Of all the IPs to be licensed, Dungeons & Dragons is actually the one where real money transactions (RMT, or microtransactions) make the most sense. Why? Because D&D has been doing microtransactions for decades. In fact, of all the games on the market, Wizard101 is the game that currently mirrors the pen & paper D&D model the closest.
Think about it… to start playing D&D, you need to buy a couple of rule books, namely the Dungeon Master’s Guide and Player’s Handbook. With those two books and some dice, in theory, you never need to buy anything else to play. You can make all your characters, make your own dungeons and monsters, you can even make your own loot. Of course, not everyone is as skilled or as imaginative as everyone else, so D&D sells gaming modules which include a dungeon, monsters, loot, and perhaps even a city or town, story lines and quests and events. You need to buy each module to play each module (or at least someone in your gaming group needs to). This is pretty close to how Wizard101 functions, only the DMG and PH are free. Create an account, download and log in. You can play the first few areas of their world for free, and then you have to pay a small fee for additional areas. Of course, there are other things you can buy in the game, items and houses and whatnot, but if you just want to play the game, I believe currently you can get everything for around $80. For many MMOs you’ll pay $50 just for the game box and the first month, and at $15 a month, just three months in and you’ll have spent $80, and you can’t really finish all of most MMOs’ content in 90 days, so you’ll pay more.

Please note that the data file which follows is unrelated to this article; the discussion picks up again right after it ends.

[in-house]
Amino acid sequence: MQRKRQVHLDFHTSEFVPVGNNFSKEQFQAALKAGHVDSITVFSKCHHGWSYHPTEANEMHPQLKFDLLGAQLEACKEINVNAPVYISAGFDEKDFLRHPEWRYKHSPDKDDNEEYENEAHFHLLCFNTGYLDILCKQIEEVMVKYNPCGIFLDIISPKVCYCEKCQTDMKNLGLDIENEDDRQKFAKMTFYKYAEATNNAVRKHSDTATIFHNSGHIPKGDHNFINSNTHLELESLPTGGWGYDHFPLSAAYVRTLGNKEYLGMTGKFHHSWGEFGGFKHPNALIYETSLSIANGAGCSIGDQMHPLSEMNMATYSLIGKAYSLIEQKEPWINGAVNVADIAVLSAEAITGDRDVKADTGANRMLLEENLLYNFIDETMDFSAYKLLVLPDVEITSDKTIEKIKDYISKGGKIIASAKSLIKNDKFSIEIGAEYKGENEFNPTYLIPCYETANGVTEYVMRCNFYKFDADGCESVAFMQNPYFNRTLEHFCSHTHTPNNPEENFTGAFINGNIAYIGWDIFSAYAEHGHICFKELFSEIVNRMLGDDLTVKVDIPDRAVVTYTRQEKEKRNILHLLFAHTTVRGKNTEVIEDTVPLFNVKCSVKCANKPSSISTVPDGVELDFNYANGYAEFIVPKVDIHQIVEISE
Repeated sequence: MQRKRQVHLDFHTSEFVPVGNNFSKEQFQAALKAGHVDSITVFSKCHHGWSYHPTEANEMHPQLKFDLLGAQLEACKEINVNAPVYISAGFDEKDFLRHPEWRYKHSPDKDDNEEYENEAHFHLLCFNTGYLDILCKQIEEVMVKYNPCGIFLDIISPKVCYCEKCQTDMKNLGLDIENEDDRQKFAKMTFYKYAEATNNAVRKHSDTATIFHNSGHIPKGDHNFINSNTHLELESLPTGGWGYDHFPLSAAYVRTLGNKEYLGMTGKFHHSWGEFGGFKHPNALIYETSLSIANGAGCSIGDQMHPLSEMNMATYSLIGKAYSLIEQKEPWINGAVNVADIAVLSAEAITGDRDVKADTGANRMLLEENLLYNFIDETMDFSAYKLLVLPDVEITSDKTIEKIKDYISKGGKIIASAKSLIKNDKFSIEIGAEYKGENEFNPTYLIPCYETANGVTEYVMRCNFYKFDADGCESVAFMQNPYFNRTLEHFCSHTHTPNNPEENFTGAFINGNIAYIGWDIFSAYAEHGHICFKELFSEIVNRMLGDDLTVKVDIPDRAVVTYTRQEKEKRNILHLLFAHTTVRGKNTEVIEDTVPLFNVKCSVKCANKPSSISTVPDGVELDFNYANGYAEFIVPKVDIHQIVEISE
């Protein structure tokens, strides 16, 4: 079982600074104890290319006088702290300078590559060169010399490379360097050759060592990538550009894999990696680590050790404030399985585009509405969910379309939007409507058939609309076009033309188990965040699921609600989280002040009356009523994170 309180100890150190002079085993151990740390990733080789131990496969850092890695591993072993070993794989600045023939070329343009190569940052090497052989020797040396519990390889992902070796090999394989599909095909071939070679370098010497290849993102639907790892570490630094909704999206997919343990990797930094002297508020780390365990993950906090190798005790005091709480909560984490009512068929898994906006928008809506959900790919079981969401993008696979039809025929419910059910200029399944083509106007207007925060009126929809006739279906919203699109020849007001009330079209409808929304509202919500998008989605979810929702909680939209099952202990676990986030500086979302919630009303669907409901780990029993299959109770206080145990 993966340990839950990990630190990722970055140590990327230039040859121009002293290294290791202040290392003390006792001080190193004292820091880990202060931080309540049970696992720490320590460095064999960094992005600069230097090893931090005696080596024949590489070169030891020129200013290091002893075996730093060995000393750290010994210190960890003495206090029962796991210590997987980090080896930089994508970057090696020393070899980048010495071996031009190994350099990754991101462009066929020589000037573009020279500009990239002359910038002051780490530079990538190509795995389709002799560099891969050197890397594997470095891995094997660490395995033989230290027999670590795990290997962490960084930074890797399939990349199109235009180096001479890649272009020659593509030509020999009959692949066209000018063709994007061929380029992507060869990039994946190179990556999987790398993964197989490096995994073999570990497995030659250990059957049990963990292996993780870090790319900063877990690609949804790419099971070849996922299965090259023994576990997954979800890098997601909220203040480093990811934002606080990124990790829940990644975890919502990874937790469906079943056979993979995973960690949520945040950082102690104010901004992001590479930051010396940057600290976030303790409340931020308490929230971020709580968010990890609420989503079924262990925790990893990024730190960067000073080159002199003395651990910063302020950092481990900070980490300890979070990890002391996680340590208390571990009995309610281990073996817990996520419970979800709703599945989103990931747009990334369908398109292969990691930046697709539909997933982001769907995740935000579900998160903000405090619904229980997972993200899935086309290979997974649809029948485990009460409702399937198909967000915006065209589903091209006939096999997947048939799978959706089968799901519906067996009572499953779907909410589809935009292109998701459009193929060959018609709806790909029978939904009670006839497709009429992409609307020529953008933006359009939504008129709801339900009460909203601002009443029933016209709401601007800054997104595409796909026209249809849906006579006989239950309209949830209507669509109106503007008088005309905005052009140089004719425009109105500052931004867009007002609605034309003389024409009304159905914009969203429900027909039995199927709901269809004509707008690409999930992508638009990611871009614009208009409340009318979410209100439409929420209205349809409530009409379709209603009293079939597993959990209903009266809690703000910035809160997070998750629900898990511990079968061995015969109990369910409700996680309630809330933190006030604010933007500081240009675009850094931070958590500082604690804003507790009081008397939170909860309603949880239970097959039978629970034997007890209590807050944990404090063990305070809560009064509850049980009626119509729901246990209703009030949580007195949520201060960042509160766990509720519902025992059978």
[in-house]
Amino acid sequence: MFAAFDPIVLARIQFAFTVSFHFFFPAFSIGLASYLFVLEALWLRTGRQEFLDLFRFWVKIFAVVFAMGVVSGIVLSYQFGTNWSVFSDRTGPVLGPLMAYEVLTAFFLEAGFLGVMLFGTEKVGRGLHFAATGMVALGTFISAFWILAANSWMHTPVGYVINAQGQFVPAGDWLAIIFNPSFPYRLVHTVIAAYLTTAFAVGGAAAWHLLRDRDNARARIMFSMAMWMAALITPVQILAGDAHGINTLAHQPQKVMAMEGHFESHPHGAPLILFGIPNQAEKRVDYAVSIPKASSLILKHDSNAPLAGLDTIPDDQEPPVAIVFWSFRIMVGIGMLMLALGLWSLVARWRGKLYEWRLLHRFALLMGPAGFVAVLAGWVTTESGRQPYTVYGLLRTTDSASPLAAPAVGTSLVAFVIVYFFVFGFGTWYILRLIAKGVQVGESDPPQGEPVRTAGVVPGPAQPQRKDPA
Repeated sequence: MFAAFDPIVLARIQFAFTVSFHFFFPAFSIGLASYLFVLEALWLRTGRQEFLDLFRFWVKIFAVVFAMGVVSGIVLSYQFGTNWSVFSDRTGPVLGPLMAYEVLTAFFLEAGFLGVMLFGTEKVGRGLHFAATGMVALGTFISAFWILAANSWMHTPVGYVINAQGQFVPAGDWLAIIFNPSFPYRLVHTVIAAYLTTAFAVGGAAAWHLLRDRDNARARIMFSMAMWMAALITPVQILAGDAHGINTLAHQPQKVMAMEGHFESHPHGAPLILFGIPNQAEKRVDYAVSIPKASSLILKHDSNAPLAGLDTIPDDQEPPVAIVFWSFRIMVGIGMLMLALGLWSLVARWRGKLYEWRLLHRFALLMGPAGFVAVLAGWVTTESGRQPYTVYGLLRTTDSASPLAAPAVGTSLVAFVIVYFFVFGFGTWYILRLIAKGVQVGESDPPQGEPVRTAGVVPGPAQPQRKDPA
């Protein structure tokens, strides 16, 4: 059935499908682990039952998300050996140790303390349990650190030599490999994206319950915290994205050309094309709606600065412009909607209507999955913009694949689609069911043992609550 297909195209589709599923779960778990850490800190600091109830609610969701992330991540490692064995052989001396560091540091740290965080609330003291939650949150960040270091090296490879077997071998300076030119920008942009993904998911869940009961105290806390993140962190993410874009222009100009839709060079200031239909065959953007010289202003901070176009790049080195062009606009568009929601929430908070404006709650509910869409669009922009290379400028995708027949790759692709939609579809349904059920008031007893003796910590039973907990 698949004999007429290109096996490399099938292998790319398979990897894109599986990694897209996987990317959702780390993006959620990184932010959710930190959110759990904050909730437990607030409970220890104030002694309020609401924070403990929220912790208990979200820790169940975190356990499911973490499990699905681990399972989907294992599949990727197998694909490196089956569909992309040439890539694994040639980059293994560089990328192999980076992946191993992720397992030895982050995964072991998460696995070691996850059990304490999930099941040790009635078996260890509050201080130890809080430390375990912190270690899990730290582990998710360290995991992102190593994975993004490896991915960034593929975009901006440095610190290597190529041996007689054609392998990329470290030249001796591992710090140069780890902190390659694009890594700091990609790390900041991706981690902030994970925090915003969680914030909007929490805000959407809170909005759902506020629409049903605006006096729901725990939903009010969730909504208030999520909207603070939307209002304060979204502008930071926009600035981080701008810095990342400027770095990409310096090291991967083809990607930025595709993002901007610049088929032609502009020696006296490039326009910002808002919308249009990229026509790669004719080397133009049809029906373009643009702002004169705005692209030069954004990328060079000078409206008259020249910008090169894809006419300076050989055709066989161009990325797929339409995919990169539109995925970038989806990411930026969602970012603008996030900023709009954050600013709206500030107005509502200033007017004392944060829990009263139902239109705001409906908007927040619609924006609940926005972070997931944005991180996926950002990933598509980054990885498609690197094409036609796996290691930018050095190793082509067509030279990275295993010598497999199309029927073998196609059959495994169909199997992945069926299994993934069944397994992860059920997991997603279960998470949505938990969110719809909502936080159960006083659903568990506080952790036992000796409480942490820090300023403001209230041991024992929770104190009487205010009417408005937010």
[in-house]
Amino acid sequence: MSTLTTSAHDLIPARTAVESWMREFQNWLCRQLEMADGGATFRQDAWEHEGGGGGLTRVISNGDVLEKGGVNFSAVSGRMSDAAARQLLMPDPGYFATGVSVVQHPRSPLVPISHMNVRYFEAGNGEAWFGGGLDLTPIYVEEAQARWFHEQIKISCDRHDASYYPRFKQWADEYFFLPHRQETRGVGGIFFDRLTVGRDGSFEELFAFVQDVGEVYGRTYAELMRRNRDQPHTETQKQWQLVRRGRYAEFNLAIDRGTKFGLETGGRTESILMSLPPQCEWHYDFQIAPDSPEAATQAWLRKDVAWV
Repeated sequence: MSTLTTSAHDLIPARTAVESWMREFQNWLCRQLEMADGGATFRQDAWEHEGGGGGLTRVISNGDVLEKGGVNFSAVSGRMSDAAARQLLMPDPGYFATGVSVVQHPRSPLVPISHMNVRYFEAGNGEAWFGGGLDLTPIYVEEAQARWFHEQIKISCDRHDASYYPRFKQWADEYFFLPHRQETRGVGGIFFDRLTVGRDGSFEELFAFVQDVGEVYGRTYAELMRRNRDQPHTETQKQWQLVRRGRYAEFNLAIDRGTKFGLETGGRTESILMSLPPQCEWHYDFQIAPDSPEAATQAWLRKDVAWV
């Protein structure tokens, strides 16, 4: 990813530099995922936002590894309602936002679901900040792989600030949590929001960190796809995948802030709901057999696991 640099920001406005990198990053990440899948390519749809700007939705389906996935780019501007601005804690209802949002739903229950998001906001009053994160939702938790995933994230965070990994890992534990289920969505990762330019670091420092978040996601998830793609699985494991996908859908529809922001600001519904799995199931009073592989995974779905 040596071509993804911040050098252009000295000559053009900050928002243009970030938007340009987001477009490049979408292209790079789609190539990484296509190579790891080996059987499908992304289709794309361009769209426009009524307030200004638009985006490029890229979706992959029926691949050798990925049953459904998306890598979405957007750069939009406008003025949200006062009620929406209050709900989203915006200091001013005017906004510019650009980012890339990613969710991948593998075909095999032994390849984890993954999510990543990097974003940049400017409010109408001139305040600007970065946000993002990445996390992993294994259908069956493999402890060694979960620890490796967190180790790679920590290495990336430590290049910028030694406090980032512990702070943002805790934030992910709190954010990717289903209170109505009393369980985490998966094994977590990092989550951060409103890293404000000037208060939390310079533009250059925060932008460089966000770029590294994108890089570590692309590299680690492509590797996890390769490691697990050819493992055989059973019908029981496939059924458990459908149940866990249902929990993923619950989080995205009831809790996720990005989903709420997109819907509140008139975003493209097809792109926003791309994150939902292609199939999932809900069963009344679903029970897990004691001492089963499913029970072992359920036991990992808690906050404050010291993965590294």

Money amounts aside, however, DDO should have been built this way to start. The base game with a small number of dungeons, the base classes and whatnot should have been a fixed price, or even free. Then, much like games release expansions on Xbox Live, put out new dungeons, new modules, for a small fee every month or two. New classes could even be released for a small fee, much like how D&D puts out expanded books to introduce new classes. Perhaps they could have even run a hybrid model, charging players $1.99 or $2.99 a month for access to the game, and then $5-$20 per module (amount based on size of content).
Anyway, that’s just my thoughts. If they’d started with that design, perhaps they wouldn’t have had to switch to their new Free-to-Play/Pay-to-Advance model.